The microspheres according to the present invention comprise a core of ion exchange material. Typically the ion exchange material, if not available in the preferred sizes of about 5 microns or less in diameter, will be ground by appropriate methods to obtain the desired sizes. It is not necessary that the particles be essentially spherical in shape. Typically if the drug to be bound is a cation, the ion exchange resin will be anionic and if the drug to be bound is anionic, the ion exchange resin will be cationic. While not intending to be limited by the following, a typical range of ion exchange resins are Amberlite IR-20, Amberlite XE-69 and Amberlite IRP69, which are gel-type divinylbenzene, sulfonic acid cation exchange resins. Other ion exchange resins include those based on methacrylic, acrylic and phenol formaldehyde copolymers, cellulosic or dextran polymers or inorganic matrices such as a silica gel containing ionic groups. Generally, those types of ion exchange resins suitable for use in ion exchange chromatography are suitable for use in the controlled release microsphere drug preparations according to the present invention. Typical ion exchange resins are described by H. F. Walton in "Principles of Ion Exchange" (pages 312-343) and "Techniques Applications of Ion-Exchange Chromatography" (pages 344-361), in Chromatography, (E. Heftmann, ed.) Van Nostrand Reinhold Company, New York (1975), incorporated by reference herein. The exchange resins typically have exchange capacities above about 4 meq/gram, and usually in the range of 4-8 meq/g.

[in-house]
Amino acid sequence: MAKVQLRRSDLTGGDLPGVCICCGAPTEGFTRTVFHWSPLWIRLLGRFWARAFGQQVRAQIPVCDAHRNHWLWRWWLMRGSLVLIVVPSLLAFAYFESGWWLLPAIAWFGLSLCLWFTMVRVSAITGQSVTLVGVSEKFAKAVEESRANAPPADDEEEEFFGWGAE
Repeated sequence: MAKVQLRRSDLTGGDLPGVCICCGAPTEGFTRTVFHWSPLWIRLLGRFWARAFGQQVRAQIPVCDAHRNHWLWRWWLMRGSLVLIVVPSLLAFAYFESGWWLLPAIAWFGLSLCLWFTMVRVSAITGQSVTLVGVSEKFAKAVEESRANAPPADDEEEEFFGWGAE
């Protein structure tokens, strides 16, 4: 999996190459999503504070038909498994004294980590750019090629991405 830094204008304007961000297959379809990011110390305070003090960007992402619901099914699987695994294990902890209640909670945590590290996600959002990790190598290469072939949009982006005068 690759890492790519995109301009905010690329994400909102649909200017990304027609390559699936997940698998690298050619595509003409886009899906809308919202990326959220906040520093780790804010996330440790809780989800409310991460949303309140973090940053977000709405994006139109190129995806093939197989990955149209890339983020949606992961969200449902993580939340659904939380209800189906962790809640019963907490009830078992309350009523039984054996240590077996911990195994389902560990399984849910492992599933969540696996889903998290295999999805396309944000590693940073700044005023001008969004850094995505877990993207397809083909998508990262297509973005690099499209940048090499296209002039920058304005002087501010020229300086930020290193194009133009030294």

The microspheres will typically comprise a single ion exchange resin particle as the core, coated with the diffusion polymer, however, it is also within the scope of the present invention to provide a microsphere comprising a plurality of ion exchange particles bound together and coated with the diffusion polymer to comprise a single microsphere. The particles may be irregular or spherical, since the particle shape is not critical to the present invention.

The ion exchange material is typically a cross-linked ion polymer such as those described above. The diffusion controlling polymer which comprises a coating should be water insoluble and preferably have a diffusion constant of 10-7 to 10-12 cm2 /sec for the pharmacological agent bound by the ionic polymer. The diffusion constants can be readily determined by kinetic transport experiments described in texts such as Controlled Release of Biologically Active Agents, Baker, Richard, John Wiley & Sons (1987), Chapter 2.

The ion exchange resins typically possess negative charge since most pharmaceuticals are positively charged. If the drug is cationic then the ion exchange resin must contain anionic groups such as carboxylate, sulfonate or sulfate groups. The ionic exchange resin is preferably highly cross-linked material with a high charge density such as those described above. Since the microparticles according to the present invention are non-erodible in the physiological environment, the ion exchange resin should be insoluble in water although a small degree of swelling in water is tolerable. Preferably the particle size of the ionic resin core is less than about 5 microns.